According to 2015 data from the OECD, the United States has a higher percentage of people who go without health insurance than at least 12 other comparable countries.

Although no two countries have the exact same healthcare system, many nations on the list — such as Sweden, Japan and the Netherlands — provide their residents with a universal healthcare insurance plan. Subsequently, nearly 100% of the population from these countries have their healthcare needs covered. That means, in exchange for free healthcare, many governments play an active role in creating the variety of systems to help fund it.

The United States is the only wealthy country without universal coverage. The idea of creating a healthcare system based on principles of universal coverage is one of the main points of contention in the current U.S. healthcare debate, Squires said. After President Obama signed the Affordable Care Act into law in 2010, it succeeded in providing insurance to millions of people. But while other countries have normalized such principles, experts said many Republicans are against the idea.

Number of deaths per 100,000 from preventable diseases or complications had adequate healthcare been available, in 2013

Source: European Observatory on Health Systems and Policies 2017 (L.A. Times Graphics)

In 2013, more people died in the United States from preventable diseases or complications than those in 12 other high-income countries, according to data from the European Observatory on Health Systems and Policies, a health policy organization with offices around Europe.

For every 100,000 people who died in the United States before age 75, 112 people died from complications or conditions that could have been avoided with timely and effective care.

This indicator, known as mortality amenable to healthcare, measures the number of preventable deaths had adequate medical care been available. By tracking this number over time, health experts can monitor both setbacks and improvements in healthcare systems.

By studying the barometer over time, health experts found that the United States has continuously struggled to keep up with other countries in this measure. According to the Peterson-Kaiser Health System Tracker, although the rate has been decreasing globally since at least 1982, more people still die in the United States from preventable diseases or complications than in other countries with similar advanced economies.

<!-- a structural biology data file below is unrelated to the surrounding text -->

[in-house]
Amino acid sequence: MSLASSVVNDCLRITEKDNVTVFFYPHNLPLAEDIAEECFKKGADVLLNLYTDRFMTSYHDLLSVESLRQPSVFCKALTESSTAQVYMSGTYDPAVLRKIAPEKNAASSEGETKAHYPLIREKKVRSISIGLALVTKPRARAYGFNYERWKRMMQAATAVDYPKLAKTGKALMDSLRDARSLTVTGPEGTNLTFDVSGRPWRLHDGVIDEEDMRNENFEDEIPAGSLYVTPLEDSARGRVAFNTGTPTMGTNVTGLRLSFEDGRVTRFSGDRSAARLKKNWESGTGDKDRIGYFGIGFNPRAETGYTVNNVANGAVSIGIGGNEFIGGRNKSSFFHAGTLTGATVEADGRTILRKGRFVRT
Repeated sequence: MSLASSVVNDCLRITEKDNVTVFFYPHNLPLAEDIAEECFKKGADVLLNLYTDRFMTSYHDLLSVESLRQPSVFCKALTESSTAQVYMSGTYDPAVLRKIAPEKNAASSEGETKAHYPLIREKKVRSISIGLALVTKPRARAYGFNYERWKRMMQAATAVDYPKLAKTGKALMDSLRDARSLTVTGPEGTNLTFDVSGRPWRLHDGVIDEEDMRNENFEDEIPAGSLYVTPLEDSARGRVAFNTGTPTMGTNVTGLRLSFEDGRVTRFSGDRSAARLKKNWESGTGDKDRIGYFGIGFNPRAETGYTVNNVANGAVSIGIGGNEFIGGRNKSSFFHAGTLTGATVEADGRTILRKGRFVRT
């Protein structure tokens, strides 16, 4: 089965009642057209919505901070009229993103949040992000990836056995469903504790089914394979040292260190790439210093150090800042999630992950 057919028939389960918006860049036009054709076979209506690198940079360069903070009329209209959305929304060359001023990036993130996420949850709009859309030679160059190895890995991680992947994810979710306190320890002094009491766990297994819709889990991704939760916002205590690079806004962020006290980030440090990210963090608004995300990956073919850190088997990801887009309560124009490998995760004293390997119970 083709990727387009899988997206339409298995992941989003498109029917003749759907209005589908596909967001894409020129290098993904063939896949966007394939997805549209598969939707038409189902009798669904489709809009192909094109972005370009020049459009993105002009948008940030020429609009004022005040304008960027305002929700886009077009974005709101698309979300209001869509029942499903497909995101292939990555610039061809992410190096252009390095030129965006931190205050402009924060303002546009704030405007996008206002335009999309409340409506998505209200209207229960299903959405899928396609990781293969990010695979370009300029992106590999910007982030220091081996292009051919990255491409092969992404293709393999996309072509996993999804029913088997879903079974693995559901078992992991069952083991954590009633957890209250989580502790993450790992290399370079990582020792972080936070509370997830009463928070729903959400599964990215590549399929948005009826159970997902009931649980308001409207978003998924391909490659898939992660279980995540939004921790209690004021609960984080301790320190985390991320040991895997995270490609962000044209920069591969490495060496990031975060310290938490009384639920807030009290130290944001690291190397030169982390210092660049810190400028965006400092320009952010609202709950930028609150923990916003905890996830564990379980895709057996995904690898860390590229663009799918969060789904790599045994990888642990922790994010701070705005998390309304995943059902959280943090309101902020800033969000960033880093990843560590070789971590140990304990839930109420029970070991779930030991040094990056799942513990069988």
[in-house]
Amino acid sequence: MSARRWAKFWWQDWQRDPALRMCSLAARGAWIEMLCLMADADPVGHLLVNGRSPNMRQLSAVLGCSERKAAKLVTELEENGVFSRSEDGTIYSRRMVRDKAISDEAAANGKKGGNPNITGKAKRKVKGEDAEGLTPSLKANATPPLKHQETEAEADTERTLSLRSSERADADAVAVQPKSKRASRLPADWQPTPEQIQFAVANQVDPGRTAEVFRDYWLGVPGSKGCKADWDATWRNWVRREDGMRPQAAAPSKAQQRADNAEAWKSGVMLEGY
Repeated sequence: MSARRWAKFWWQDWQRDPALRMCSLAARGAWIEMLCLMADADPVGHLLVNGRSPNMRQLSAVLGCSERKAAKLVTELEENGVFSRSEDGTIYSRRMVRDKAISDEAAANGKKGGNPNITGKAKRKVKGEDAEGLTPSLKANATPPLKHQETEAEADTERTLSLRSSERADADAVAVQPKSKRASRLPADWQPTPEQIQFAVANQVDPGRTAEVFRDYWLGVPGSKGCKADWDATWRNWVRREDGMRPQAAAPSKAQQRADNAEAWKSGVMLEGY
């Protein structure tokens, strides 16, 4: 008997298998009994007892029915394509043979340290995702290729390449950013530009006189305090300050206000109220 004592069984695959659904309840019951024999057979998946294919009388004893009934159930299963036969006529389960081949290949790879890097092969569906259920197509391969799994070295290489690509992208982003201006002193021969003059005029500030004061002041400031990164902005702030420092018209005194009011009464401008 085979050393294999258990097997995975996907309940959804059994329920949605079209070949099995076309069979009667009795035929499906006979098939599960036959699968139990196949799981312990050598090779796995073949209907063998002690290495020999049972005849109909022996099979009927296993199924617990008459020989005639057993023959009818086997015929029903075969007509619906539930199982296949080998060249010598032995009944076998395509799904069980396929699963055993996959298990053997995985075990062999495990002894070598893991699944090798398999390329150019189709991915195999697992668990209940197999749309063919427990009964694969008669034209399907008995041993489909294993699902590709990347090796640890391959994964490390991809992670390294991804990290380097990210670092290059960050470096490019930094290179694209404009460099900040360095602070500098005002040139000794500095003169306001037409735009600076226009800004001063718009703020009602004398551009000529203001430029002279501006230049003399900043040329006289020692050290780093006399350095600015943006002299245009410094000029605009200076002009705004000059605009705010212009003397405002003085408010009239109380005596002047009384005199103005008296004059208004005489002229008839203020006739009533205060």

Hospital beds per 1,000 people by OECD countries, 2015

Source: Organization for Economic Co-operation and Development (L.A. Times Graphics)

Health experts also use the number of beds in a hospital as an indicator of the capacity and quality of resources a healthcare system is able to provide. A low number of hospital beds, for instance, may suggest people have limited access to care. The OECD definition of hospital beds includes psychiatric care beds, long-term care beds and other beds in hospitals.

The United States has one of the lowest numbers of hospital beds per capita among all OECD member countries, with 2.83 hospital beds for every 1,000 people, data from the OECD showed.

The number of hospital beds per capita is highest in Japan, with about 13 beds for every 1,000 people and then Korea, with about 11 beds for every 1,000 people. The number of hospital beds in Germany, Austria and Hungary also are above average for other OECD countries.

Over the last decade, most OECD countries have decreased the number of hospital beds per capita. In 2000, the average number of hospital beds in OECD member countries was 5.5 per 1,000 people, according to data from the OECD. That number decreased to 4.8 beds per 1,000 people in 2013. One reason, according to a 2015 study by the OECD, is that as medical technology improves, hospitalization time is reduced. But a reduction in hospital bed numbers also can reflect policies that seek to reduce public spending on health.



July 19, 7:47 a.m.: A previous version of this article stated that 112 out of every 1,000 people who died in the U.S. before the age of 75 passed away from a complication or condition that could have been avoided with timely and effective care. The ratio is 112 out of every 100,000.